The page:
The Planned Giving Blogger

The art and science of planned giving.

Major benefits of planned giving marketing.

with one comment

Yesterday I wrote about a paper presented by Michael Kateman and Brendon Steenbergen at the recent PPP Conference.  Their paper, “Planned Giving Marketing Trends of Top Fundraisers,” described research conducted by surveying the Chronicle 400 in both 1998 and 2008 and with a group of PPP members added in 2008.  The 2008 results showed some pretty dramatic changes in the reported benefits of planned giving marketing:

Major Benefits of Marketing Planned Giving

It’s not surprising to me that awareness/education is still the most important benefit of marketing legacy gifts.  After all, with bequests the majority of gifts and the vast majority of those gifts unknown to us until the will is probated, getting the word out is rightly the most important thing we can do.

What is interesting to me about the year over year changes is the declining emphasis on outright giving (new and repeat gifts) and an apparent growing emphasis on planned giving marketing as a lead generation activity and a donor reassurance opportunity.  This is a hopeful sign, in my opinion, as you must know if you’re a regular reader of this blog.  Inspiring donor confidence, through a variety of means, has been the subject of a number of previous posts.  And, in my experience, gift planning prospects who are properly stewarded, generally speaking end up leaving an estate gift several orders of magnitude greater than donors who never notified the nonprofit of their intention.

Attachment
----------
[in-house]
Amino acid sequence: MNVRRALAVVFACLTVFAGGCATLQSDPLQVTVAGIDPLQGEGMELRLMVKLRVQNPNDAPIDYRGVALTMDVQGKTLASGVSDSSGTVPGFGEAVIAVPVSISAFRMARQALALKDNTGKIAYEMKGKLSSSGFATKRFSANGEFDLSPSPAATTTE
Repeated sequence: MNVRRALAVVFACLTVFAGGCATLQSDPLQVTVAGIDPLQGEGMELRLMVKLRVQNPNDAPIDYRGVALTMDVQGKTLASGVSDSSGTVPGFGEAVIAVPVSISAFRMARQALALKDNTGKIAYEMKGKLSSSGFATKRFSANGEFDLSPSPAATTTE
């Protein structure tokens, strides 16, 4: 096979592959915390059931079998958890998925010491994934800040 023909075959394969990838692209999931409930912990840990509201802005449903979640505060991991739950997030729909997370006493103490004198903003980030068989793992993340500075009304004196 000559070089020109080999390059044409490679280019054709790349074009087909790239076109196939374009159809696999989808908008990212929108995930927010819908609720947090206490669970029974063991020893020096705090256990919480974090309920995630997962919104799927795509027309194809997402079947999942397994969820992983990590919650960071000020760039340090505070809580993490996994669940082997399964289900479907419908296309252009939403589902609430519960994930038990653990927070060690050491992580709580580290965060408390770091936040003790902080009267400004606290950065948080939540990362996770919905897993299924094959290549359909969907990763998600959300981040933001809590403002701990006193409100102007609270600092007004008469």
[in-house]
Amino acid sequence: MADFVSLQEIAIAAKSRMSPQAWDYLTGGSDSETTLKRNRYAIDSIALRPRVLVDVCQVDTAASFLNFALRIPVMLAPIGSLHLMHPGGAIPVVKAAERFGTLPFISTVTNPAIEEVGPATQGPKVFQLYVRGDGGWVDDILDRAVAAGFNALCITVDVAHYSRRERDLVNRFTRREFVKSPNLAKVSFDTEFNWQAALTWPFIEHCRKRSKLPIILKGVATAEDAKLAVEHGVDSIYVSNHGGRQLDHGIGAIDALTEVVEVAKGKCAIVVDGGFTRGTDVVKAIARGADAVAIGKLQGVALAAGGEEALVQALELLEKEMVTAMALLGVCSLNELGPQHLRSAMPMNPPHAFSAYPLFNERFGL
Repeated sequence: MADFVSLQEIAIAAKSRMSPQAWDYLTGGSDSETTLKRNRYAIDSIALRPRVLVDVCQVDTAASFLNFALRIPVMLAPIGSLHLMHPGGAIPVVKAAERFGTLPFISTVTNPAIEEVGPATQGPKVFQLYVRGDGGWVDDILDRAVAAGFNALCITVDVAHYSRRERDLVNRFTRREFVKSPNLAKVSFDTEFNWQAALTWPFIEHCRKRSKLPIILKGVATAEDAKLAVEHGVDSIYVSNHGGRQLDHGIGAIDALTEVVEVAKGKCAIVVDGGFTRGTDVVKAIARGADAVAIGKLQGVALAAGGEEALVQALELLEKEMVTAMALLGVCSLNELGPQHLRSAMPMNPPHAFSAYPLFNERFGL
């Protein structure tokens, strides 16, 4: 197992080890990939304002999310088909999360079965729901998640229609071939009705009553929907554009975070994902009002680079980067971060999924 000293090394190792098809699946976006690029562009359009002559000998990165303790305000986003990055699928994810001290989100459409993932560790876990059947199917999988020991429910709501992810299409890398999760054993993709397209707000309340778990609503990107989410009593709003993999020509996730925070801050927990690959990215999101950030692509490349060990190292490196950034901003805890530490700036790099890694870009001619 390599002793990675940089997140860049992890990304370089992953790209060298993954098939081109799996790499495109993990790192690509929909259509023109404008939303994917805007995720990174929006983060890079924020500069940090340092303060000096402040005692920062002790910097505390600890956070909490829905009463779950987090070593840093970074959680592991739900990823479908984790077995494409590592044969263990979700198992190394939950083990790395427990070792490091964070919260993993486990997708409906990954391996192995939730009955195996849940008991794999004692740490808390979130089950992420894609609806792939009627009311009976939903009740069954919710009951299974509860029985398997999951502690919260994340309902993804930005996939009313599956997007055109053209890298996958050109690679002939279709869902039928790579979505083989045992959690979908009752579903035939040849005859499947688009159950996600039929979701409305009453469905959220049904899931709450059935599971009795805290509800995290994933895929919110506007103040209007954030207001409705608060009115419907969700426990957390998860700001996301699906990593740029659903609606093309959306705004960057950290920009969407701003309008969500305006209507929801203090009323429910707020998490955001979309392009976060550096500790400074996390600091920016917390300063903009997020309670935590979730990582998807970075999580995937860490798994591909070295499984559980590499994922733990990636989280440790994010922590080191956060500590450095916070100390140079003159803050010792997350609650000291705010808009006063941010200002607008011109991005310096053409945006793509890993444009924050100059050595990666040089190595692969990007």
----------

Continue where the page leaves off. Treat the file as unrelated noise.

So, general awareness plus prospect identification and both coupled with building donor trust seem to be the direction this study showed our profession is headed.  That, to me, sounds like a winning formula.


P.S.  You can download the paper by Kateman & Steenbergen by clicking here and looking for the “Download This” section of the Resources page.


One Response

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  1. Am curious how a planned giving marketing piece may work if it used a side-by-side comparison of real dollar returns, i.e.: comparing a gift annuity rate of 7.8% (with tax advantages) vs a bank CD rate of 2.2% (w/o any tax benefits), for example. The implications are immediate and obvious, of course, but it may literaly visualize the difference in real dollars to our donors and/or prospects. With the right disclaimers/disclosures, it could be very impactful.

    steffan cress

    November 10, 2009 at 9:39 am

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